The Darkest Lies

Title: The Darkest Lies

Author: Barbara Copperthwaite

Genres: Crime | Psychological Thriller

Length: 404 pages | 5183 Kindle locations

Source: Netgalley

Publisher: Bookouture

Publishing Date: May 12th, 2017

Rating: 2.75/5

Premise:

Beth is a 13 year old girl who absolutely loves her family but is also growing up.
One day she goes missing. As her mother investigates what happened to Beth, she finds out that her daughter had lots of secrets, and so do the people she has known all her life.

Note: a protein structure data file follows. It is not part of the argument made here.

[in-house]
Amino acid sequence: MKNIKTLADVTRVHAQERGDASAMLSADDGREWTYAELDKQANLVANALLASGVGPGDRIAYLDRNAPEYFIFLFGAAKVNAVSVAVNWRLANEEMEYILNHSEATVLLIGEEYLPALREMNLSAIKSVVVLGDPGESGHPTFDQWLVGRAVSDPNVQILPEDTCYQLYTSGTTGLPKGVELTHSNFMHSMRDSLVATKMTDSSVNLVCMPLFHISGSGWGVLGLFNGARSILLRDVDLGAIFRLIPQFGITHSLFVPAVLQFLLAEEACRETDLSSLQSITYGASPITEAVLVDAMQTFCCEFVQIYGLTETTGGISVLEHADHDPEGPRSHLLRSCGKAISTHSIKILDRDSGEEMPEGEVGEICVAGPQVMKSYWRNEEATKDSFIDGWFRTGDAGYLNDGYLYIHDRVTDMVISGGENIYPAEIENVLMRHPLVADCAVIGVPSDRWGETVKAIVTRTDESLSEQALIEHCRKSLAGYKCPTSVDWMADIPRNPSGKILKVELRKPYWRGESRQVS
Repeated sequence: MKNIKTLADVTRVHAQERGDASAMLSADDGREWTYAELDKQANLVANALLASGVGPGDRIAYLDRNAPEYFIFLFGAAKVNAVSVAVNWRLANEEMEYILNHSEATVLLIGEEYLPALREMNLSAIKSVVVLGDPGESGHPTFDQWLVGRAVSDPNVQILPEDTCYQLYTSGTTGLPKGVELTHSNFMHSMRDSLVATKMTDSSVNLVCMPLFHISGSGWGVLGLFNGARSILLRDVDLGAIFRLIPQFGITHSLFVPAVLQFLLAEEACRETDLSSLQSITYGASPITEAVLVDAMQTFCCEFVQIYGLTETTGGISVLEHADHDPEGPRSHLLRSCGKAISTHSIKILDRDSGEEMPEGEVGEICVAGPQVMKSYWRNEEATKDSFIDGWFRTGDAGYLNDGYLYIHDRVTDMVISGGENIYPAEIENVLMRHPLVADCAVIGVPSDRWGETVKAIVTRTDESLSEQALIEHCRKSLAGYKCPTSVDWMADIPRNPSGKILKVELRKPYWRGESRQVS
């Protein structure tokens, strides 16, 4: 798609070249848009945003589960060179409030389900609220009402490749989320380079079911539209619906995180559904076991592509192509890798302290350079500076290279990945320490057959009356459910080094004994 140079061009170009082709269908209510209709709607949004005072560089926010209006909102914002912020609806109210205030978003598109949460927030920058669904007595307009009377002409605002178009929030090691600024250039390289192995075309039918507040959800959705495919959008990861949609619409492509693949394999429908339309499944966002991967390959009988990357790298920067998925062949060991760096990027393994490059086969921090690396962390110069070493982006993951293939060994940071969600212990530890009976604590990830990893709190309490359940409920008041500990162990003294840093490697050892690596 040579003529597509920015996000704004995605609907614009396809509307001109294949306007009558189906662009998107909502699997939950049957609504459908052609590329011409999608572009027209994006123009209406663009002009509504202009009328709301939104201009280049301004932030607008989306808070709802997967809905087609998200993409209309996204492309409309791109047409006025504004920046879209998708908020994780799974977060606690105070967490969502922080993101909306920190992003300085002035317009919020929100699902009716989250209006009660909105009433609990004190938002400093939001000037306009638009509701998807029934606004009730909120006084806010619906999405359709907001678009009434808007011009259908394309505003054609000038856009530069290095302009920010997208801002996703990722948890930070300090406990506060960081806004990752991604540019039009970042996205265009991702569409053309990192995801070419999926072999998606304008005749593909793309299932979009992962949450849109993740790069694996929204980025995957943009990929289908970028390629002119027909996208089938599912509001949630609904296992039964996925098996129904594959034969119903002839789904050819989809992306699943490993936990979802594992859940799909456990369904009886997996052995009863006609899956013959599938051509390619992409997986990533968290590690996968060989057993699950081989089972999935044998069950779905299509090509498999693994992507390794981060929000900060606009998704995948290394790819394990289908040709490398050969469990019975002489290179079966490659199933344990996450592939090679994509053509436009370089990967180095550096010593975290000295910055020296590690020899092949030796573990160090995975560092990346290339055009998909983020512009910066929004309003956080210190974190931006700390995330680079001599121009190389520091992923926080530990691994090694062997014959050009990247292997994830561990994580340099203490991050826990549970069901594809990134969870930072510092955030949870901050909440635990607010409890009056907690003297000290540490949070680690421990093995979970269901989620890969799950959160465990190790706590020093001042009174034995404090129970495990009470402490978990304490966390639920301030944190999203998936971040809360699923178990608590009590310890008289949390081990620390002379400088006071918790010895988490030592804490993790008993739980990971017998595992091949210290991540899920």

Review:

The Darkest Lies mostly alternates between a third-person narration of what happened to Beth, a second-person account of her mother’s thoughts in the form of a journal to her daughter, and a mysterious third party with an obviously very nasty agenda. The book started well enough for me as I liked Beth’s character and even though her family seemed perfect, as well as her relationship to them, I found it believable. As events progressed, I could feel her mother’s anguish and found myself immersed in the story.

As Melanie begins asking around I was hesitant because at first people seemed to be telling the truth but it was just not possible to hit so many dead ends in a town where everyone seems to know other people, so the suspense definitely built up as Melanie realised some were hiding something but she didn’t know what.